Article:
15 March 2022
by Aleksandr Podrabinek
Moscow life has changed noticeably in the past few weeks. It started back on 24 February, the day the war with Ukraine began. That afternoon, lines formed at ATMs of people wanting to withdraw money from their accounts. No one had announced crushing sanctions yet, no one was talking about the economy’s collapse yet, but everyone understood instantly that it was time to expect trouble.
Everyone knows, of course, that in situations like this the distance between your money and the state’s pocket, including private banks, has to be the maximum possible. That’s why everyone ran from one ATM to another, raking up the last banknotes from the unfortunate machines.
Outwardly, Moscow has changed little. So far only the signs of brands that have ceased trading in Russia have disappeared from the walls of a few shopping centres. Many concerts and athletics events have been canceled. It’s not only foreign performers, but the country’s performers as well, that they don’t want to gather a crowd for entertainments. Some do this silently; others, like Boris Grebenshchikov, explain: “For totally understandable reasons, all Aquarium concerts have been canceled until better times.”
People are displaying not exactly nervousness but a certain concentration. The very fact of a war, even if it is being waged far away, is having a depressing effect on many. I know middle-class people who have little interest in politics but who due to the war find themselves ‘out of their element’, ranging from incomprehension and bewilderment to outrage and readiness to take to the streets.
True, very few are taking to the streets in Moscow, but they are doing so persistently and systematically. Every week, hundreds of detainees are taken away to police vans and police stations. Understandably, these protests aren’t going to change anything, but their conscience won’t let these people do nothing. They’re doing what they can.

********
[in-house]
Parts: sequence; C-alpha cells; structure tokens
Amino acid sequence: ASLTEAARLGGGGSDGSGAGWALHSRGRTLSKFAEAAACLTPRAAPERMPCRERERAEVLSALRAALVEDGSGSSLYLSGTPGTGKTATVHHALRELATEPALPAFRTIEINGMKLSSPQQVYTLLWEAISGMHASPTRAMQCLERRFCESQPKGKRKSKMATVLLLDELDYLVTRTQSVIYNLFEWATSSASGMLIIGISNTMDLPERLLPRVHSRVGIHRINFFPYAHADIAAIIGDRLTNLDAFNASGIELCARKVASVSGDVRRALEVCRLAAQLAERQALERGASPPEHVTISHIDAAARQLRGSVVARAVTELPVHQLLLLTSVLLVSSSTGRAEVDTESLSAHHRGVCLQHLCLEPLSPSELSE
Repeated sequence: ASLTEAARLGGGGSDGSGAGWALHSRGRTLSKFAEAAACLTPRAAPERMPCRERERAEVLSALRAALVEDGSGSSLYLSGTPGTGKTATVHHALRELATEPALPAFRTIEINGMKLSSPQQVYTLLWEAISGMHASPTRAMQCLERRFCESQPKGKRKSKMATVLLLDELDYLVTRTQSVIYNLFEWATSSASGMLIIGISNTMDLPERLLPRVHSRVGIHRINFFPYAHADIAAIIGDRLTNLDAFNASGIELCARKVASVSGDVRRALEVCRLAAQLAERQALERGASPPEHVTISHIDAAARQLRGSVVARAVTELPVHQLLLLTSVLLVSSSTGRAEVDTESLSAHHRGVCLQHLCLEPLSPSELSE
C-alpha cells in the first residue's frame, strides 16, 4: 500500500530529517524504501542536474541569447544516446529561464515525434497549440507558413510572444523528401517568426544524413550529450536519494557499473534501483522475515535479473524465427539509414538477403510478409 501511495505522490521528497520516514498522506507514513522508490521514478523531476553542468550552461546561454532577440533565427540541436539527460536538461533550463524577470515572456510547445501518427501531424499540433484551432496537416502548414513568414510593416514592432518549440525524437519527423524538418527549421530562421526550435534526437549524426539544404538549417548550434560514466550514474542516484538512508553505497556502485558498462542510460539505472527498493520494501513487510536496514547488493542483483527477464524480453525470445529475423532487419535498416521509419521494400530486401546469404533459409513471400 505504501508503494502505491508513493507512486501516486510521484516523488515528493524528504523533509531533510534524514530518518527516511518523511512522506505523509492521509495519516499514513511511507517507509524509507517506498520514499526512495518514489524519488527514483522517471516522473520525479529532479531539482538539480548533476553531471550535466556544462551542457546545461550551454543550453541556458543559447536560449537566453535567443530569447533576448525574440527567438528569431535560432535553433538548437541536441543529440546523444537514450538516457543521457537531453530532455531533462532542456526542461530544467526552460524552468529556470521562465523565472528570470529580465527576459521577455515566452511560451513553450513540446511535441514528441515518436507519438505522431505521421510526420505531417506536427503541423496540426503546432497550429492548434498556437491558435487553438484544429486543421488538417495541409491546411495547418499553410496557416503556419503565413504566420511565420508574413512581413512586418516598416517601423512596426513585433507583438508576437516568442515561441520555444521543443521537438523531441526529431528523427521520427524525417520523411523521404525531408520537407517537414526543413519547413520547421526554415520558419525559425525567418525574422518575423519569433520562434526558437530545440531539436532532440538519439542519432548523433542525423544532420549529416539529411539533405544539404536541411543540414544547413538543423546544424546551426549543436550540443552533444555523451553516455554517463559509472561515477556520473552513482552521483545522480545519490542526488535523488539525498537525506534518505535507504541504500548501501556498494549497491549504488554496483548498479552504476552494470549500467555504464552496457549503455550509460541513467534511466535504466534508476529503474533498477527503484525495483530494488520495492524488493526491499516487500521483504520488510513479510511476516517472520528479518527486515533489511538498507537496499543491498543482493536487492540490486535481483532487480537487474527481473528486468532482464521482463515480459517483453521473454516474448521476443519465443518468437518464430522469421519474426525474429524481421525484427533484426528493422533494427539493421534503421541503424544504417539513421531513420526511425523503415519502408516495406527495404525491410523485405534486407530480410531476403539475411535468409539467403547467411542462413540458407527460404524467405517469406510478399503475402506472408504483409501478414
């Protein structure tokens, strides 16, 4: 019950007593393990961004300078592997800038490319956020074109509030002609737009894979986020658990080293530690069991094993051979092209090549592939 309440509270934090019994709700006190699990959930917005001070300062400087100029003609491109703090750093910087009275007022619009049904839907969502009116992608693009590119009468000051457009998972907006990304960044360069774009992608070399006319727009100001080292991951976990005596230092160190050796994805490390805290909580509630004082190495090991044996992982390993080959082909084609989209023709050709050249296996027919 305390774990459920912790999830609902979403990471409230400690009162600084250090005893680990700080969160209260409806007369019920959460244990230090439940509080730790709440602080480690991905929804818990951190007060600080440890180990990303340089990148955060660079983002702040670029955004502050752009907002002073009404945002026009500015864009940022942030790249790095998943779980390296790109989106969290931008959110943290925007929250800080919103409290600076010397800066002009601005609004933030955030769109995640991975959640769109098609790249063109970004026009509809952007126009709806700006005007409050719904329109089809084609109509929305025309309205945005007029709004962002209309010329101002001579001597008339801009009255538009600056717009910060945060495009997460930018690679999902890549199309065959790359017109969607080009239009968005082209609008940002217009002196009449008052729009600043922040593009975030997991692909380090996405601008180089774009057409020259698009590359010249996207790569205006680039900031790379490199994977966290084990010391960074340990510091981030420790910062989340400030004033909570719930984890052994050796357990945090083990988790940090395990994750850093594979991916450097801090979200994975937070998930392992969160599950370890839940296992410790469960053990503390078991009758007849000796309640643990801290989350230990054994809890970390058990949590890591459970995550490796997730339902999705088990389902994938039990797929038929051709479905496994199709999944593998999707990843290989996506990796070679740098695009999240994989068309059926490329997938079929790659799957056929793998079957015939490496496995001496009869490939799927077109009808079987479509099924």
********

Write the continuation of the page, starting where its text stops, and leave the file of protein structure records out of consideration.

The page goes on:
STAY OFF THE TOPIC SO WE DON’T RIP EACH OTHER’S THROATS OUT
People aren’t discussing the war with Ukraine in stores, the metro, buses, and other public places. Nor is there that super-patriotism a certain part of society had eight years ago during the Crimea annexation. Apparently, a consensus has taken shape spontaneously in society: stay off the sensitive topic so we don’t rip each other’s throats out. Arguments have shifted to homes and the company of friends and family. Here the confrontation sometimes reaches the limit. As a rule, this comes out of generational conflict. Young people sitting on the Internet raise objections to old people sitting by the television.
Some people I know told me about an army lieutenant and his wife who argued with their parents until they were hoarse. When the argument nearly came to blows, the young people packed their things and left the house. Their parents are praying for Putin, but the officer faced fighting in Ukraine. He was looking for a way to dodge service, and thank God he did find an opportunity.
Everyone shares city news: offices and manufacturers are closing, the number of unemployed is growing, there are no spare auto parts, prices in stores have risen drastically. Yesterday I met a friend returning from the store who joked bitterly: “I went to the store for bread and came back without my pants.”
Prices for some foods and goods rose several-fold all at once. Today an asthmatic friend searched the pharmacies for a long time for the inhaler he needs and complained to me: the inhalers are made in Russia, but the reactant is imported, which means soon there’ll be no treatment for this. Now he’s thinking about leaving Russia. Here there’s literally not going to be anything for him to breathe.
A COUNTRY WHERE THERE’S NOTHING LEFT TO DO
Many are trying to leave Russia now, especially those who had long been considering this before. The war with Ukraine has spurred them all on. At the Israeli consulate in Moscow, the waiting list for an interview is now many months long. People say that in connection with the huge increase in applicants, they’ve even simplified the repatriation procedure there.
My archivist friend, who works gathering documents for repatriants to Israel, talks about the unprecedented lines at the marriage registry offices to obtain the necessary documents and apostilles. At the registry office of just one district in Petersburg (where there are eighteen!) they’re seeing 500-600 people every day. Previously they used to see 15-20.
Apparently, a large segment of Russian society has become aware of the total absence of a future to life in Russia. There is neither the determination nor the strength to break the current regime. Tens of thousands of people are trying to leave a country where there’s nothing left for them do.
Translated by Marian Schwartz